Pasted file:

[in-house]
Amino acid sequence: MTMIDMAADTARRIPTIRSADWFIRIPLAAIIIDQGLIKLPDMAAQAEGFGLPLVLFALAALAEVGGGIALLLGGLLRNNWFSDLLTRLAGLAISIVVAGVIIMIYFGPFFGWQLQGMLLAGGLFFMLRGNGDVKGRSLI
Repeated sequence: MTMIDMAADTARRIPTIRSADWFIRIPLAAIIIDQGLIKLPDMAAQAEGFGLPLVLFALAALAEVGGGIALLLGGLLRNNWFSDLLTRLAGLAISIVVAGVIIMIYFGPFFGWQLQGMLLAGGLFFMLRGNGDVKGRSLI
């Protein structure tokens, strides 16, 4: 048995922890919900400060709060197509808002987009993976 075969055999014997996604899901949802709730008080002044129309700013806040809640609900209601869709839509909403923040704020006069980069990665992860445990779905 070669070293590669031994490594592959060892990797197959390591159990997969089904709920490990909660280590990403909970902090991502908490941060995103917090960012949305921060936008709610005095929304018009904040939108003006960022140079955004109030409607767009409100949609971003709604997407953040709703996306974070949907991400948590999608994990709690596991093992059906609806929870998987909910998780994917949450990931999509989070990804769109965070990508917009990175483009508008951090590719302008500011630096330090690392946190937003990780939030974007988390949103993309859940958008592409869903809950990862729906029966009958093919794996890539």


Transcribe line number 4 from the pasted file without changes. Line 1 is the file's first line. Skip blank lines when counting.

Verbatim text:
């Protein structure tokens, strides 16, 4: 048995922890919900400060709060197509808002987009993976 075969055999014997996604899901949802709730008080002044129309700013806040809640609900209601869709839509909403923040704020006069980069990665992860445990779905 070669070293590669031994490594592959060892990797197959390591159990997969089904709920490990909660280590990403909970902090991502908490941060995103917090960012949305921060936008709610005095929304018009904040939108003006960022140079955004109030409607767009409100949609971003709604997407953040709703996306974070949907991400948590999608994990709690596991093992059906609806929870998987909910998780994917949450990931999509989070990804769109965070990508917009990175483009508008951090590719302008500011630096330090690392946190937003990780939030974007988390949103993309859940958008592409869903809950990862729906029966009958093919794996890539």